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Subject: Design Notes Part 1: Introduction rss

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Scott Moore
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'This War Without an Enemy'
The English Civil War has been close to my heart for over three decades. As a teenager, I avidly read everything I could on the war, I wargamed the period with figures - painting up some Rupert's Bluecoats - and I even joined the English Civil War Society of reenacters as a pikeman (quite a dangerous pursuit for a very slightly-built 16 year old). Inevitably, after having reacqainted myself with the boardgaming hobby some 12 or 13 years ago, my thoughts turned to designing an English Civil War boardgame. There was little available on the market at the time and so I began to create a strategic hex-and-counter wargame for myself. It had not got beyond the early design stage when Charles Vasey's Unhappy King Charles was published. That game brought to life the English Civil War at a strategic level through the use of a card-driven and political control system based on Mark Herman's We the People and its various successors. My own attempts at a design seemed old-fashioned in comparison and, besides, UKC satisfied my gaming itch.

However, when I heard a few years ago that Columbia Games was considering the English Civil War as a topic for a potential future game, I began to think seriously again about designing a game. I was a fan of Columbia's block game system and, in particular, the card-driven block games that Jerry Taylor pioneered with Hammer of the Scots. I had also previously been in contact with Columbia and so I proposed to design a game on the ECW for them. Within a very short period of time, I had finished a first draft. The map was based on that of Jerry Taylor's Richard III and the principal game mechanics were very similar to those of that game and of Crusader Rex. And yet from the very beginning, I was keen to reflect the regional nature of the ECW in my game. Unhappy King Charles included a regional aspect to recruitment and also featured "local notables" but otherwise focused more on making it difficult for players to keep large armies in the field. As a keen student of the war, I knew that many of the soldiers were very attached to their "home region" and would only leave it with great reluctance - it often took a very well-regarded leader to convince them to do so. This led me to introduce the related concepts of leader blocks and regional blocks, which I'll discuss in more detail in another part of this series of design notes.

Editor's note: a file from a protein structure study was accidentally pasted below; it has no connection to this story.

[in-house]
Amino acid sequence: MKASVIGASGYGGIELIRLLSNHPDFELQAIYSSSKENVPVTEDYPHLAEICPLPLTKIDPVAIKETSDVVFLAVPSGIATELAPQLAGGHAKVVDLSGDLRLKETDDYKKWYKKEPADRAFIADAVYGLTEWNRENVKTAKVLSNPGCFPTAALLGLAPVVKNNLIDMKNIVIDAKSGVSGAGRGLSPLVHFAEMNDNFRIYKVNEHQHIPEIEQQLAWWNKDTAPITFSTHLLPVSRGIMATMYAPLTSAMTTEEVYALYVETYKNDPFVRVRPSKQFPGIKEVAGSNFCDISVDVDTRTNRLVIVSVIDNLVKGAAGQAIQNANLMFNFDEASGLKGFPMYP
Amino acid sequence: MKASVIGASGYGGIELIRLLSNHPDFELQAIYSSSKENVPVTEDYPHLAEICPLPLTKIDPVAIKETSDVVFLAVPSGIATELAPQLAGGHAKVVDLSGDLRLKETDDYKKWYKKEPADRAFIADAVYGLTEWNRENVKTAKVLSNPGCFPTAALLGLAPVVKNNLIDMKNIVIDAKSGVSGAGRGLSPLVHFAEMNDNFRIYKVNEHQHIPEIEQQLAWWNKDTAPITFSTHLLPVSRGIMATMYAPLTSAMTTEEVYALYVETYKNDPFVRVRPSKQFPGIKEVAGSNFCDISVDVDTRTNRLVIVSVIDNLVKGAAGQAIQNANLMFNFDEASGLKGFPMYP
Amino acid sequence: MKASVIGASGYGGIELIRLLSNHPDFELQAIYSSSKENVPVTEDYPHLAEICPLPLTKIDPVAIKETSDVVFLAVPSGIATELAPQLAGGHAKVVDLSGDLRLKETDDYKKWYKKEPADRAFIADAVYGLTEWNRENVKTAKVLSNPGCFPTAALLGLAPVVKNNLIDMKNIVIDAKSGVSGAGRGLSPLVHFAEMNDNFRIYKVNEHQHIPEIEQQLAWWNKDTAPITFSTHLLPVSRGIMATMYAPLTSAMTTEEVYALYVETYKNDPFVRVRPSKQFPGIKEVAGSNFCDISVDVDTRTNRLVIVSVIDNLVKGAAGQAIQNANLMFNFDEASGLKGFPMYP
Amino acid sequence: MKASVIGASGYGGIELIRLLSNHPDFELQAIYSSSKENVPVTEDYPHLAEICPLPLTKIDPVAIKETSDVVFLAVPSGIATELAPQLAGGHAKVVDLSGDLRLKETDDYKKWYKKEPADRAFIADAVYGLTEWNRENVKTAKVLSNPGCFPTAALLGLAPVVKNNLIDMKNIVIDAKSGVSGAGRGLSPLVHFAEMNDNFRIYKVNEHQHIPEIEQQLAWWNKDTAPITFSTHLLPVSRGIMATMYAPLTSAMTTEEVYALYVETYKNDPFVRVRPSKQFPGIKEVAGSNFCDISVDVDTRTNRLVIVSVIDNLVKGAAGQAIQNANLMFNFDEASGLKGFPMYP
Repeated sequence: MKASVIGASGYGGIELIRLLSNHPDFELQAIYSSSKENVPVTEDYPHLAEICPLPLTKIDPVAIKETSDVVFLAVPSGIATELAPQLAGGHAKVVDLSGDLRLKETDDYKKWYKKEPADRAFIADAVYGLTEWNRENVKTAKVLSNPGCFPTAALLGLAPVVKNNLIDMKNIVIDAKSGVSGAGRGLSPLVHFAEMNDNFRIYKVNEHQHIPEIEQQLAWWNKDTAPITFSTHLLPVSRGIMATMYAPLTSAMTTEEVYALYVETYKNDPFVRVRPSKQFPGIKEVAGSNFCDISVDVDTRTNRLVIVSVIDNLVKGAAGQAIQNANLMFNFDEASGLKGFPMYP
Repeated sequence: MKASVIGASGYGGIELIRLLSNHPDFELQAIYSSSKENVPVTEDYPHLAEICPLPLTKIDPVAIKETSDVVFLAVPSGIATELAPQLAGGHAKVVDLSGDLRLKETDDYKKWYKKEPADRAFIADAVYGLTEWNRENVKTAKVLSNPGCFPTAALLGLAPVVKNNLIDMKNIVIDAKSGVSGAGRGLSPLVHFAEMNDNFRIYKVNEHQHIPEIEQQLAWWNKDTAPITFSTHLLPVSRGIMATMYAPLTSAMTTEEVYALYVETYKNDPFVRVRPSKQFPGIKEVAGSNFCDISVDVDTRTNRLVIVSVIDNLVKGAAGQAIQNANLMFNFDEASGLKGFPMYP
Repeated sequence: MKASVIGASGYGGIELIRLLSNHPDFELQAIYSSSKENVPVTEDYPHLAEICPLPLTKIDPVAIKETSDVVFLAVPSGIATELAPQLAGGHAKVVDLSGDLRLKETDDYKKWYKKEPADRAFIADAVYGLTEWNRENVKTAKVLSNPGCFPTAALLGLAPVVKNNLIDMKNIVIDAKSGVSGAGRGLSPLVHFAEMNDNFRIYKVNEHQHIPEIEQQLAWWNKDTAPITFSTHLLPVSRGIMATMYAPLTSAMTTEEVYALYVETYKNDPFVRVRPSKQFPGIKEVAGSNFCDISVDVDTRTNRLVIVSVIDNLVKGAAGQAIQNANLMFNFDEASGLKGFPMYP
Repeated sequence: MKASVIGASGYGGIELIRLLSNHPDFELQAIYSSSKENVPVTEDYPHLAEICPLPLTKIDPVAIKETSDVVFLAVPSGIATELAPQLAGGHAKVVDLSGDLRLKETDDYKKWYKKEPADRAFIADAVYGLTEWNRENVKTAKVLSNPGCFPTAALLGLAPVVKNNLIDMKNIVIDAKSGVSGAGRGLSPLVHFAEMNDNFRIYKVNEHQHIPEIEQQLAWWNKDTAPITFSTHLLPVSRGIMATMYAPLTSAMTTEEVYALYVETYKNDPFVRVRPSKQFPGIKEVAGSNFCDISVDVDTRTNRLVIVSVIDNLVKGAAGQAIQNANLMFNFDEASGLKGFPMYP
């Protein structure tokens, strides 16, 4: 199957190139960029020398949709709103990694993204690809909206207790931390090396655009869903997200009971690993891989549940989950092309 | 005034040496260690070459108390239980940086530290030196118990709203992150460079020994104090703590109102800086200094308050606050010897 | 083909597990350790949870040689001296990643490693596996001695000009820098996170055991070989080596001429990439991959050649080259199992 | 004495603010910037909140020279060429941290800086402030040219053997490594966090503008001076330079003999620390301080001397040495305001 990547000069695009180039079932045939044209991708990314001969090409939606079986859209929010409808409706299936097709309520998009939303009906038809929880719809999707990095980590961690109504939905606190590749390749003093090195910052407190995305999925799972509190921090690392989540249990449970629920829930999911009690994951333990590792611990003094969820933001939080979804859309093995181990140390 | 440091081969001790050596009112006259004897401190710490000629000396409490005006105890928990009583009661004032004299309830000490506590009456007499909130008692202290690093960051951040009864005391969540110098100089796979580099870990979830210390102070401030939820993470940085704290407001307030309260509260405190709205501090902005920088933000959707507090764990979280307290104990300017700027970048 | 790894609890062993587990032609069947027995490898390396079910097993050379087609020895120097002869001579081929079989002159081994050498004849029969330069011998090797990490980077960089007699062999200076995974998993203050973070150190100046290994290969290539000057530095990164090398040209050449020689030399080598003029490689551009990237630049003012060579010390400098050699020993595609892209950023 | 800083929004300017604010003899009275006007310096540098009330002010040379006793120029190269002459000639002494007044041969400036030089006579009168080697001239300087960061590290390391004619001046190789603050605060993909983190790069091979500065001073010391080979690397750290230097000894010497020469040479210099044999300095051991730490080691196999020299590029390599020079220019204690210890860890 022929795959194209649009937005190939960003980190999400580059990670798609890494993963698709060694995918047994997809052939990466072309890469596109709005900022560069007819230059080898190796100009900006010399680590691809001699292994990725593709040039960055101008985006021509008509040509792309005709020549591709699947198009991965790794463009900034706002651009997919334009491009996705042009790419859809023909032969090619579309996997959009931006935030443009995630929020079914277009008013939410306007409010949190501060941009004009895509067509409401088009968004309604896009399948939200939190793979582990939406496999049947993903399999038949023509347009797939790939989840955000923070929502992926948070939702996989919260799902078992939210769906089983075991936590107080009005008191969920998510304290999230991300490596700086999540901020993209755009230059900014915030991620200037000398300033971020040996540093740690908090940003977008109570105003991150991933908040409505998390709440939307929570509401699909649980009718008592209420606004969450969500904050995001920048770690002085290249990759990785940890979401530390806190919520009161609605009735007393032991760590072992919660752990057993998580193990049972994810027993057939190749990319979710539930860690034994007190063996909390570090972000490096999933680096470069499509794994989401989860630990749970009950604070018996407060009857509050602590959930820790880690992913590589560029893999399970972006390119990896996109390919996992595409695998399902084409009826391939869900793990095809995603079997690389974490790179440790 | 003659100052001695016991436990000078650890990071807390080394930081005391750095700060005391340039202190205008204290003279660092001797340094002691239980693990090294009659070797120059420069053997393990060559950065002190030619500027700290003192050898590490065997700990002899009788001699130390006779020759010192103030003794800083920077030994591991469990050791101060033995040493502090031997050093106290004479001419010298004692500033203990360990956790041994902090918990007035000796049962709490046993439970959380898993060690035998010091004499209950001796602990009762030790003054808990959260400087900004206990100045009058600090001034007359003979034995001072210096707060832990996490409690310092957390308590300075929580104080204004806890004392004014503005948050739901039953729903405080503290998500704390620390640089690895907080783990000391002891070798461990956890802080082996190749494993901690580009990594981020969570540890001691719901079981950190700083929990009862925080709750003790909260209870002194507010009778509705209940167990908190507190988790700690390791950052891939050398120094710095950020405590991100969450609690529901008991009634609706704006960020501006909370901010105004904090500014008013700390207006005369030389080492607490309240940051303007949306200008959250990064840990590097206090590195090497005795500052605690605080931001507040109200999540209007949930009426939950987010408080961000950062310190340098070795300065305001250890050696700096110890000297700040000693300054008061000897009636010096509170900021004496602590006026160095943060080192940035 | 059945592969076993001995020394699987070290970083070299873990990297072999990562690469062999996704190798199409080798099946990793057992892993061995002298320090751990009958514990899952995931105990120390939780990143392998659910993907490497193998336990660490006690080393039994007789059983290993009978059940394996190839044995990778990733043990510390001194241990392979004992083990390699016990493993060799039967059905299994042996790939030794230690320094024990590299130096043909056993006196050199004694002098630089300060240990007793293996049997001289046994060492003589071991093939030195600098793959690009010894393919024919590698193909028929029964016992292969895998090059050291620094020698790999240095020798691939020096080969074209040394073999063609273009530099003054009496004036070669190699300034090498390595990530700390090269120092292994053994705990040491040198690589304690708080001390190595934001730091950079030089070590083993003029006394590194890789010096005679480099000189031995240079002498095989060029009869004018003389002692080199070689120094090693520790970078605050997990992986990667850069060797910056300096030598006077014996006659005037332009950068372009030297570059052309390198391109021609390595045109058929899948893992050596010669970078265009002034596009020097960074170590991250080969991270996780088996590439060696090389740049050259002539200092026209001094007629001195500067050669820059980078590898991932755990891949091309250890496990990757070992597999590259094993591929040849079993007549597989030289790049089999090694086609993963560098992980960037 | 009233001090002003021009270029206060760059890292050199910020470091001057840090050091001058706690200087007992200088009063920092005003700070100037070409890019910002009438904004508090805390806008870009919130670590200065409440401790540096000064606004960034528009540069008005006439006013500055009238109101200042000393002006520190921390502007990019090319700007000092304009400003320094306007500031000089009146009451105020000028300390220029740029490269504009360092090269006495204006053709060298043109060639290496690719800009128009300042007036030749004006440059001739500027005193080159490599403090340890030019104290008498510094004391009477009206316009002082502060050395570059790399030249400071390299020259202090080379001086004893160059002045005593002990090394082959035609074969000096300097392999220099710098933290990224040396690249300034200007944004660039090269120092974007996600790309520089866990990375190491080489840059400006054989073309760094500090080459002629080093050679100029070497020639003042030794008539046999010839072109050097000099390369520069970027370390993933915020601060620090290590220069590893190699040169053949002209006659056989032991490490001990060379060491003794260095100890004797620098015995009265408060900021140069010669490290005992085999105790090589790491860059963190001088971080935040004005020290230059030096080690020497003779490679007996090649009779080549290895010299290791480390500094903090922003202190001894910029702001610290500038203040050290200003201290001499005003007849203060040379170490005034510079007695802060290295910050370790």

Early feedback from Columbia resulted in some changes to my initial design. I made an effort to make the battle mechanics more characteristic of the 17th century and I also designed some new rules for the besieging and storming of cities. As the years went by, and lacking further input from the would-be publisher, I slowly evolved This War Without an Enemy into the game it is today. I believe that it retains the strengths of the block war game system - including easy set up, relatively quick playing time, fog of war, and battles that are more interesting and more involving for players than simply rolling a die and looking up a table. But I also hope that it will provide a more distinctive experience than other, perhaps too simplified, block games - an experience that recreates the feel of mid-17th warfare and the key characteristics of the English Civil War.
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